HYPHE-NATED

Culture Lost in translation

Are there Korean dialects? Why Koreans say “I go”? When ‘no’ doesn’t mean ‘no’

RELATED : Can North Koreans and South Koreans understand each other?

WHAT ARE SOME KOREAN DIALECTS?

WHAT ARE SOME KOREAN DIALECTS?

Gyeongsang-do 경상도 dialect is tonal, which means the intonation or pitch in which a sound is spoken affects the meaning. Also, many sentences are spoken in a literary style and end with “~da” “~,” “no” “~,” and “na” “~.”

Chungcheong-do 충청도 dialect is perceived to be slower than other dialects, even in emergency situations. But it actually sounds like that because the end of the sentence is drawn out. Also, sentences end with “~yeo” “~,” “~gyeo” “~,” and “~yu” “~.” For example, “haesseoyo” ““했어요” (“I did”) is “haesseoyu-“ “했어유,” with the end drawn out.

Jeolla-do 전라도 dialect has a variety of accent-heavy rejoinders, such as “atta” “아따,” (boy/gee!) and “chammallo” “참말로,” (really/seriously). Also, many sentences end with “ranke” “~랑께,” and “bureo” “~부러.”

Jeju-do 제주도 dialect is the most unique one compared to others, as Jeju Island is separated from the inland by the sea. One of the examples is the structure of an interrogative sentence. “-haetsseo?” “-했어?” “did you do it?” is “haen?” “~?” in Jeju dialect. Eoseo oseyo “어서오세요” “Welcome,” is honjeo opseo혼저옵서” in Jeju dialect.

Korean Dialect Collection 한국어 사투리 모음

WHY DO KOREANS SAY “I GO” SO MUCH?

Why do Korean people say “I go” even when they are not going anywhere? What you hear is aigo/aigu 아이고/아이고 , which is an interjection for “oops” or “oh, man,” which can be used to show frustration, embarrassment, and surprise, like when you drop something or see someone hit their pinky toe on the furniture! It can also be used when you are scolding someone. For example, “Aigoo! Did you catch a cold? Didn’t I tell you to bundle up?”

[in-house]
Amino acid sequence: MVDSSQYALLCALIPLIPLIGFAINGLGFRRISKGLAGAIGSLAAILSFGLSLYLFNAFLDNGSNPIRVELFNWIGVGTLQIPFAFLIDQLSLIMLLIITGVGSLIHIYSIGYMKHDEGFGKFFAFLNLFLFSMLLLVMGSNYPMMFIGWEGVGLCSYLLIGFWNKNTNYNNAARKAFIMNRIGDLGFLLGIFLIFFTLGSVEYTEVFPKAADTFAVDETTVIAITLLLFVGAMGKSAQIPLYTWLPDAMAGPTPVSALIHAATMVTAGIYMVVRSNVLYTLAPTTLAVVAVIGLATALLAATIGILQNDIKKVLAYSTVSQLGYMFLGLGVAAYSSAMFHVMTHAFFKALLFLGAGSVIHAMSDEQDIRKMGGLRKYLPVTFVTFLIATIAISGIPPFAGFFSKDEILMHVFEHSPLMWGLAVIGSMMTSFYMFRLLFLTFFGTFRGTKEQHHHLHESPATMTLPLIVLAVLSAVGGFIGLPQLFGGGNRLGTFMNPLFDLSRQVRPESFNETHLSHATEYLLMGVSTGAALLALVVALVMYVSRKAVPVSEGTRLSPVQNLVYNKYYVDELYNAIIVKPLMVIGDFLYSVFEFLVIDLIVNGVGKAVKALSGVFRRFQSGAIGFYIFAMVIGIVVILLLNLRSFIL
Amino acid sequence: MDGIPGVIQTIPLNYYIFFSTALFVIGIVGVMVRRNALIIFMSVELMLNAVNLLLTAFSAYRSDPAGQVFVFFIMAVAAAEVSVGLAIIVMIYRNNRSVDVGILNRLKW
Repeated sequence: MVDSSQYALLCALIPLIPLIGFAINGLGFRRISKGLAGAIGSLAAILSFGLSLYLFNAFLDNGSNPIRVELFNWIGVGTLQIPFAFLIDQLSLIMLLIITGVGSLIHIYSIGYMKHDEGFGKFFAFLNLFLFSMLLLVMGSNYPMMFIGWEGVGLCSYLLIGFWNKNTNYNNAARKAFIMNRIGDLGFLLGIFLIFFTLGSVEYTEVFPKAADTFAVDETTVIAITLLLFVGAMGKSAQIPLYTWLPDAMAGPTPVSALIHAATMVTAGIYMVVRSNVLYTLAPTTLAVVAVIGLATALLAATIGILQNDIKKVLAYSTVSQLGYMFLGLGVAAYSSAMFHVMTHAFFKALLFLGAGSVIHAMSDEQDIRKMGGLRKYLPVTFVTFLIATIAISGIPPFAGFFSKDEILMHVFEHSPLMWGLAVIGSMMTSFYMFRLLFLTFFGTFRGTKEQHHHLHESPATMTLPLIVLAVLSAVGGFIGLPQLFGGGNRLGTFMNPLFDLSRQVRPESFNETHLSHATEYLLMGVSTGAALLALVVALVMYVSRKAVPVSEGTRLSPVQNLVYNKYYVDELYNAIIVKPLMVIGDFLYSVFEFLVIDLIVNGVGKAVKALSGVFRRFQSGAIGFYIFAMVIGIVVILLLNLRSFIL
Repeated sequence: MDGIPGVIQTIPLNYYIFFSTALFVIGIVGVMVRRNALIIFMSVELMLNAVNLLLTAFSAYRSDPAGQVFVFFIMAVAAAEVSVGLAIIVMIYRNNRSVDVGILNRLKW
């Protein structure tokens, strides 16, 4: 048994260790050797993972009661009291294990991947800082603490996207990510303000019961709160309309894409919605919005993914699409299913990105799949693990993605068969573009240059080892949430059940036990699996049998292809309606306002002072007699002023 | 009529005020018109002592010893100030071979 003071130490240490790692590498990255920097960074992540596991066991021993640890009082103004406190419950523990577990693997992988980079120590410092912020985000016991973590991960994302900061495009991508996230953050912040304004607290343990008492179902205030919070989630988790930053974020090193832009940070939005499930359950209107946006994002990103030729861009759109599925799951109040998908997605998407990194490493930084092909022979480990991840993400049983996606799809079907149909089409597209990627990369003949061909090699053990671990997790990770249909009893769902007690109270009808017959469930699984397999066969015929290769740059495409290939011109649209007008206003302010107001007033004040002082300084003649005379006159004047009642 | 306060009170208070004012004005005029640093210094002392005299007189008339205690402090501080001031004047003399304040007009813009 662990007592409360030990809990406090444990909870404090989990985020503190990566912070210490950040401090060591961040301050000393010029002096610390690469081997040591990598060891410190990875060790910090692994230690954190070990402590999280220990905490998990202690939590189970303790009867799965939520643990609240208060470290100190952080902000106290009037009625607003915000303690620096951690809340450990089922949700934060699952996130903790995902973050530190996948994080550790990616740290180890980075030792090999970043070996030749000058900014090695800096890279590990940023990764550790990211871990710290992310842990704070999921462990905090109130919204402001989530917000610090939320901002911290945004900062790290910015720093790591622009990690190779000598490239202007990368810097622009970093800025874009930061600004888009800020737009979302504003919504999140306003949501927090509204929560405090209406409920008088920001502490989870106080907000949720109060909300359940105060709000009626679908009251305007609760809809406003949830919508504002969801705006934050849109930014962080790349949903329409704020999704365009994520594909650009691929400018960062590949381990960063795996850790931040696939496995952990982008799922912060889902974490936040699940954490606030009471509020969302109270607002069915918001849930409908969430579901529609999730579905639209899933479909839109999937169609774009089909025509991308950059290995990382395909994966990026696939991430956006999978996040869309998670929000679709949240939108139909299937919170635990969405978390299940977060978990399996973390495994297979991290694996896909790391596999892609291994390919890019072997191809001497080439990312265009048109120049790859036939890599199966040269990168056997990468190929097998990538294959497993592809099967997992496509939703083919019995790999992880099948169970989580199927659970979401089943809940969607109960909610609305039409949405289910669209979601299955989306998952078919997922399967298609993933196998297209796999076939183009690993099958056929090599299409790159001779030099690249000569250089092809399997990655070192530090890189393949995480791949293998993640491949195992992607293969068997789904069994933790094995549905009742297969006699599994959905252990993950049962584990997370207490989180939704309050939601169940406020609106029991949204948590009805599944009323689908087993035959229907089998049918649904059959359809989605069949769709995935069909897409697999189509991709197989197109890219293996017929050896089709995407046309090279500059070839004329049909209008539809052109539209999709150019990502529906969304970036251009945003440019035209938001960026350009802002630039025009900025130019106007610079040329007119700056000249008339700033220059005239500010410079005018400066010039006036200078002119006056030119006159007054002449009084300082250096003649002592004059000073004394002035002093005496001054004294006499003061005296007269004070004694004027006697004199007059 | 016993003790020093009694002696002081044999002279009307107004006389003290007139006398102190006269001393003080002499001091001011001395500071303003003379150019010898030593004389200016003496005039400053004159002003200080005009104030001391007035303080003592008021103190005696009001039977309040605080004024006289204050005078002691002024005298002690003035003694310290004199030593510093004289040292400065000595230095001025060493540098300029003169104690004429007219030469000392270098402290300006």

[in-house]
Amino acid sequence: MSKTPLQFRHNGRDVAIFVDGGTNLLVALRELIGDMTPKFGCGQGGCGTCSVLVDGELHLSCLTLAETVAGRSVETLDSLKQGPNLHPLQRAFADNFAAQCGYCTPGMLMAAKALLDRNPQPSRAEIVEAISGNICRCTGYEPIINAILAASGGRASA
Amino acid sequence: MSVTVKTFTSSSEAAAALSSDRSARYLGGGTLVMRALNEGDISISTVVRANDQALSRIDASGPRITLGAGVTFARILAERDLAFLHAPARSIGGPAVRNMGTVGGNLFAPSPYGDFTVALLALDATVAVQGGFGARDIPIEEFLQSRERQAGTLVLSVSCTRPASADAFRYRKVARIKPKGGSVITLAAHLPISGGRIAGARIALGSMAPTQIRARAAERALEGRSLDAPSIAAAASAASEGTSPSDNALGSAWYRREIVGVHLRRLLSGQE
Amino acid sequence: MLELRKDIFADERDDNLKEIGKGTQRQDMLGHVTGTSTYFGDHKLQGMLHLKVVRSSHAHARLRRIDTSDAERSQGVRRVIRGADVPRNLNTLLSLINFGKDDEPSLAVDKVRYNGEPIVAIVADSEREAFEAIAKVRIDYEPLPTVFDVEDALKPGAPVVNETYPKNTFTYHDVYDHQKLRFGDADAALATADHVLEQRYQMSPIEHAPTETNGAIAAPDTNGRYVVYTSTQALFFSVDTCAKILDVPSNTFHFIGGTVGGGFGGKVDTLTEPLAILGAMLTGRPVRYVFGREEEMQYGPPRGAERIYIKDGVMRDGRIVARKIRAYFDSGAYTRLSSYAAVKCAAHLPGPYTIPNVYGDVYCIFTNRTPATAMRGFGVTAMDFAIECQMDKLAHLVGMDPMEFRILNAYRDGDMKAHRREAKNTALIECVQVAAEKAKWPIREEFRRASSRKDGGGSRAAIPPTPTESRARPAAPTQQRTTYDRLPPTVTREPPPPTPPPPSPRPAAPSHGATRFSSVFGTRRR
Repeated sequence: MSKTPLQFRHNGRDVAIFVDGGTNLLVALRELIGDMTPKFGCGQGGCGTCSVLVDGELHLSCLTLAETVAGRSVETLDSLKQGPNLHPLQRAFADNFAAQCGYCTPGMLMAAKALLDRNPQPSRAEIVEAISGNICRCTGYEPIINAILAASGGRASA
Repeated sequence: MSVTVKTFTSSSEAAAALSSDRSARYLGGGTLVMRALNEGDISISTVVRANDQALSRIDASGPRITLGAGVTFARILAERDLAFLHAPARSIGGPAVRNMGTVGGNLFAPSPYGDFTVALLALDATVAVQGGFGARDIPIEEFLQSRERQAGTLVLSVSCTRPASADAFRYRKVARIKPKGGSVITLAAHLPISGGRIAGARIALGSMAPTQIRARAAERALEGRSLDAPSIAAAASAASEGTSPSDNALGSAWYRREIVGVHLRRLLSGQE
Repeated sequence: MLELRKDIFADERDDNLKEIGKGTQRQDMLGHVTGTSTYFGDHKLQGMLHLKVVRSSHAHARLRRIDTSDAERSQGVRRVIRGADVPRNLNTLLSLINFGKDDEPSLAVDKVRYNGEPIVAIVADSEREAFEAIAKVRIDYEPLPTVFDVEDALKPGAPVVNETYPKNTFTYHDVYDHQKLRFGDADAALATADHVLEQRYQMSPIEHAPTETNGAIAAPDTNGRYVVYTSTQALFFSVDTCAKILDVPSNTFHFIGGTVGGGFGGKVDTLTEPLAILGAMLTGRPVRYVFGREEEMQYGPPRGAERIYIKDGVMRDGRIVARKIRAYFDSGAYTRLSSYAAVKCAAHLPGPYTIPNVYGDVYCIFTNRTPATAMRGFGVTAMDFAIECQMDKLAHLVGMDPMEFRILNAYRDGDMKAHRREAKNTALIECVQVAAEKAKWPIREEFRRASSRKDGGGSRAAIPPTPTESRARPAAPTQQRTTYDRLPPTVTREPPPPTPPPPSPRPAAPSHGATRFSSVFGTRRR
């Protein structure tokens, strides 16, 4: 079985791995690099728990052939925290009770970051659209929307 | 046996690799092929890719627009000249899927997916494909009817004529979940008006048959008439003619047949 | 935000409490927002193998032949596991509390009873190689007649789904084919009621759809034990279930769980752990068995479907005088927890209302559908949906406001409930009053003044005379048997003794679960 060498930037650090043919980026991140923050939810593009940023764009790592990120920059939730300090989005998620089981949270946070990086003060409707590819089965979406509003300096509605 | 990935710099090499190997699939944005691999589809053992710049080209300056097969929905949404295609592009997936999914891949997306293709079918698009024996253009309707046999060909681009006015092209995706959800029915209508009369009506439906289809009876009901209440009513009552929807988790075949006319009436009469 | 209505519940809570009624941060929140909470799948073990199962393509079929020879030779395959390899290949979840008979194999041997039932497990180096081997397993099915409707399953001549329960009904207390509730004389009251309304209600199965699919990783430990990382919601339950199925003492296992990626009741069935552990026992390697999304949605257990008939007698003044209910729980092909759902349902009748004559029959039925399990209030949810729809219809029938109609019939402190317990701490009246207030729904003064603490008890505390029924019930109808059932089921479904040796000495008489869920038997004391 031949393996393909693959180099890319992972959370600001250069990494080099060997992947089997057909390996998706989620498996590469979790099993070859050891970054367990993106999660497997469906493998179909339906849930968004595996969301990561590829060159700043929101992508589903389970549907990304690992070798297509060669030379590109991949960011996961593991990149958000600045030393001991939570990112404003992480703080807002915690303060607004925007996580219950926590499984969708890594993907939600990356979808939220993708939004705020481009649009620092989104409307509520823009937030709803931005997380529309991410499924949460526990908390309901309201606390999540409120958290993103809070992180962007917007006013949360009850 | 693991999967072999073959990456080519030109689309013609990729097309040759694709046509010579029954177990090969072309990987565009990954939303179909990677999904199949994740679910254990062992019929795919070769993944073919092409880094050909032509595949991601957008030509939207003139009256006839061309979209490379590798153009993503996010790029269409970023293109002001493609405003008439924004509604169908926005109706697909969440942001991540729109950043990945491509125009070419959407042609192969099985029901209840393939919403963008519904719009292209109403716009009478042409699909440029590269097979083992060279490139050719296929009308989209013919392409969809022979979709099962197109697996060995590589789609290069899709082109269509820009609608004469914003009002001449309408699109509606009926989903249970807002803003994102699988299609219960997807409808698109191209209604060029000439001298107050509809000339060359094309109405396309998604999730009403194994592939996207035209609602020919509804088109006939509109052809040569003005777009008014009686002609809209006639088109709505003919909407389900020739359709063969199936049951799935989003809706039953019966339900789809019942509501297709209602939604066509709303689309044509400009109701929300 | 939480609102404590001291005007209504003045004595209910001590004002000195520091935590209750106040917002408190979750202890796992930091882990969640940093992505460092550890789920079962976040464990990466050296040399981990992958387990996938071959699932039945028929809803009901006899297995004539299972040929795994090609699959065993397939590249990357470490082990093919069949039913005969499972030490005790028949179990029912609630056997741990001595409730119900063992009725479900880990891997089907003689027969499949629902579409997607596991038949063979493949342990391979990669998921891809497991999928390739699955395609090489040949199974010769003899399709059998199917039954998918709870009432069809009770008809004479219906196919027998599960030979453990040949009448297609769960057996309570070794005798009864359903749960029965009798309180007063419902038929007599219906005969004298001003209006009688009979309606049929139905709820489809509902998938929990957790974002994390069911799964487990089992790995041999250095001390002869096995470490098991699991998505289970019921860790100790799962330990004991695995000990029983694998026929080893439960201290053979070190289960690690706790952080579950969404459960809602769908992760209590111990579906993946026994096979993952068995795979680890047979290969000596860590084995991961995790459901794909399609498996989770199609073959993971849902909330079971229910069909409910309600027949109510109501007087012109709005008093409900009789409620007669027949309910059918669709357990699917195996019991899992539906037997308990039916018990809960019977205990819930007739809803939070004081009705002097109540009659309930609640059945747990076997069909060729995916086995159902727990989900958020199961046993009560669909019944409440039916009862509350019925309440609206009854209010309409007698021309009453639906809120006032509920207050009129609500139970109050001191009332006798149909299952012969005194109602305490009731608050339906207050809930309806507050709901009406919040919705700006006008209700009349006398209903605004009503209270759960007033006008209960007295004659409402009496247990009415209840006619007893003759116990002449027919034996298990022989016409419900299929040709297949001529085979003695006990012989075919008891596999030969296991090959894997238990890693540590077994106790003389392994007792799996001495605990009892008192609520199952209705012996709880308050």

Daebak 대박 Aegyo 애교 Kiyopta 귀엽다 Essential K-Pop Slang Expressions!

DOUBLE CHECK! KOREAN YES/NO DOESN’T ALWAYS MEAN YES/NO!

DOUBLE CHECK! KOREAN YES/NO DOESN’T ALWAYS MEAN YES/NO!

English Teacher: “You didn’t do your homework?”
Korean Student: “No, teacher.”
English Teacher: “What? You’re going to fail the class then.”
Korean Student: “Why? I did my homework.”
English Teacher: “You just said you didn’t do your homework.”
Korean Student: “No teacher, I said I did my homework.”
English Teacher: Okay, let’s take a roll. Cheol-su? Isn’t Cheol-su here?
Korean Student: Yes, teacher.
English Teacher: Well, I don’t see him? Where is he?
Korean Student: I said Cheol-su is not here, teacher!

Do you see what’s going on here? In the first case above, what the Korean student meant was “No, I did do my homework, teacher, and in the second example the implied answer was, “Yes, Cheol-su isn’t here, teacher.” As you can see, the Korean student has negated the sentence as a whole, while the English teacher was focusing on the action. So when you talk to a Korean speaker in English, it’s best to double-check. Isn’t this confusing? Yes? No? Is that the Korean Yes or No?

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